Categories See All →
Yahoo, Google, Bing
Review: DmC: Devil May CryDmC: Devil May Cry Ninja Theory Capcom Xbox 360 PS3 PC
Developer: Ninja Theory
Platform: PS3, Xbox 360, PC
Release Date: 1/15/13
ESRB: T for Teen
This review is based on the Playstation 3 version of the game
Alright then, first things first – everyone put away your pitchforks and torches, Ninja Theory’s offering, DmC: Devil May Cry has everything that makes the Devil May Cry series great (and a few things that made it just as annoying).
One of the many maligned points of this game has been the story and the remixed character designs. As far as the storyline goes, think of it as an alternate universe of the mainline Devil May Cry series (kind of like the Ultimate Marvel Universe version of the series). With this in mind, the new approach to the story is a welcome shift.
Redoing the origins of the famed demon hunter, Dante is transformed from a silver-haired party boy to a hard drinking, rebellious, brunette youth who sleeps around just as much as he slays otherworldly monsters. Despite the changes, Dante is still Dante. He is still cocky and flippant, still gives the smart-ass remark in the face of demons and monsters alike, and does it all with a certain swagger that only he can muster. He comes off as a more grounded realistic rendition of Dante from games’ past. Well, as realistic as you can get in a game where the world itself is actively trying to kill you.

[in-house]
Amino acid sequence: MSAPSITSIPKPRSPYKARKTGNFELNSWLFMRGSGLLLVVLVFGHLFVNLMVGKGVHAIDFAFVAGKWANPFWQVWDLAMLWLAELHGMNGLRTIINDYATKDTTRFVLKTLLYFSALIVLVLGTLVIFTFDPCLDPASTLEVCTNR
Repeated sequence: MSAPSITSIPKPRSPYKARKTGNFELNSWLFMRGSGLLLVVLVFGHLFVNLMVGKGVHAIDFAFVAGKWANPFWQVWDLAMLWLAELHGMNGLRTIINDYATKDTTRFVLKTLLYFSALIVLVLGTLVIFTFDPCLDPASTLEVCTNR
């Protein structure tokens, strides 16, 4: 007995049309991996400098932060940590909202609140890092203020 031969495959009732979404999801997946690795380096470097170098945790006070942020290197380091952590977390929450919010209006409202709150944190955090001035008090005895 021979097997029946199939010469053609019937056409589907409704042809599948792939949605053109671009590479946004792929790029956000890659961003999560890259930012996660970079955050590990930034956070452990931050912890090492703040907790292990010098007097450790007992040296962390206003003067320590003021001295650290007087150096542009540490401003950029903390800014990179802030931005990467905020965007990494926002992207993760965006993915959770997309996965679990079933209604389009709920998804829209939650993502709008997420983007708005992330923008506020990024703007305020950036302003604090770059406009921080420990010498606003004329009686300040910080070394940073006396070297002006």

In DmC, the world is split between the human world we live in and a demonic mirror realm running parallel to ours called “limbo.” The world of limbo acts as the biggest enemy in the game as it warps and bends to thwart Dante’s progress through the levels; floors tear apart, buildings collapse and twist up into the sky as words like “KILL DANTE” slowly scrawl across the walls as demonic voices constantly demand your death.
If anything, the locales and variety range from dark carnivals, churches, night clubs, even to high-rise business buildings. The sheer variety and design of the levels offers a great deal of challenges in platforming and traversals, especially when the levels shift under your feet. But what truly comes to mind when you think of Devil May Cry is not platforming – it is good old fashioned fighting, and it is with great pleasure that I tell you DmC does not disappoint in that regard.
What makes the fighting system so enjoyable is the feature of the angel/devil weapons. Dante, has access to angelic and demonic weapons in the game, and both offer different facets to his bread and butter sword and gun combos. His angel weapons provide quick strikes which cover huge swaths of foes for excellent crowd control. While the devil armory are slow-hitting singular focused weapons which hit like a howitzer when they connect. Plus, with the press of a button these weapons can all be switched on the fly, making for a Heavenly Sword vibe in terms of combat as you fluidly swap weapons and styles mid-combo.